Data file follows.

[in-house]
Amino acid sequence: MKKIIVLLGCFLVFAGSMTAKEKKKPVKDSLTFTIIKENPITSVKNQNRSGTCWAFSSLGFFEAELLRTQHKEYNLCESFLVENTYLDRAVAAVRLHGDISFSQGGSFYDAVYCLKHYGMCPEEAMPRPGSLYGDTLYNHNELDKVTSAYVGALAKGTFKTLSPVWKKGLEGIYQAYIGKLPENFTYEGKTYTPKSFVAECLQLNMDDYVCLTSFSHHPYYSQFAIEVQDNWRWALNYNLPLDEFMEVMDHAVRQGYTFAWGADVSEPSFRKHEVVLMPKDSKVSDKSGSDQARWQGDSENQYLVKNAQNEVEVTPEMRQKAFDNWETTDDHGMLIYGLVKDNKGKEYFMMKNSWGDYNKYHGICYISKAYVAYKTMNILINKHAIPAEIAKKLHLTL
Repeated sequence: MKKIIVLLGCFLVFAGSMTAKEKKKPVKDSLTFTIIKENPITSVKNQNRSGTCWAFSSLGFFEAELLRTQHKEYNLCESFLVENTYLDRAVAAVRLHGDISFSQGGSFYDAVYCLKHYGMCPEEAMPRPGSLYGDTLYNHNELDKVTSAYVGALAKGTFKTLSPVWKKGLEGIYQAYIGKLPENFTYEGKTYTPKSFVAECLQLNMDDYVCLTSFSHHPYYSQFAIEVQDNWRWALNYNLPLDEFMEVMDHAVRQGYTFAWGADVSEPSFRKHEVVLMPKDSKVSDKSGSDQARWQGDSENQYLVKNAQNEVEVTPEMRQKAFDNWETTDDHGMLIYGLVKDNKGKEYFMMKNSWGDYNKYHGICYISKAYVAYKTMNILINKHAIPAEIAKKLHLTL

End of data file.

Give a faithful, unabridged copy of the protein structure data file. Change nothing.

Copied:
[in-house]
Amino acid sequence: MKKIIVLLGCFLVFAGSMTAKEKKKPVKDSLTFTIIKENPITSVKNQNRSGTCWAFSSLGFFEAELLRTQHKEYNLCESFLVENTYLDRAVAAVRLHGDISFSQGGSFYDAVYCLKHYGMCPEEAMPRPGSLYGDTLYNHNELDKVTSAYVGALAKGTFKTLSPVWKKGLEGIYQAYIGKLPENFTYEGKTYTPKSFVAECLQLNMDDYVCLTSFSHHPYYSQFAIEVQDNWRWALNYNLPLDEFMEVMDHAVRQGYTFAWGADVSEPSFRKHEVVLMPKDSKVSDKSGSDQARWQGDSENQYLVKNAQNEVEVTPEMRQKAFDNWETTDDHGMLIYGLVKDNKGKEYFMMKNSWGDYNKYHGICYISKAYVAYKTMNILINKHAIPAEIAKKLHLTL
Repeated sequence: MKKIIVLLGCFLVFAGSMTAKEKKKPVKDSLTFTIIKENPITSVKNQNRSGTCWAFSSLGFFEAELLRTQHKEYNLCESFLVENTYLDRAVAAVRLHGDISFSQGGSFYDAVYCLKHYGMCPEEAMPRPGSLYGDTLYNHNELDKVTSAYVGALAKGTFKTLSPVWKKGLEGIYQAYIGKLPENFTYEGKTYTPKSFVAECLQLNMDDYVCLTSFSHHPYYSQFAIEVQDNWRWALNYNLPLDEFMEVMDHAVRQGYTFAWGADVSEPSFRKHEVVLMPKDSKVSDKSGSDQARWQGDSENQYLVKNAQNEVEVTPEMRQKAFDNWETTDDHGMLIYGLVKDNKGKEYFMMKNSWGDYNKYHGICYISKAYVAYKTMNILINKHAIPAEIAKKLHLTL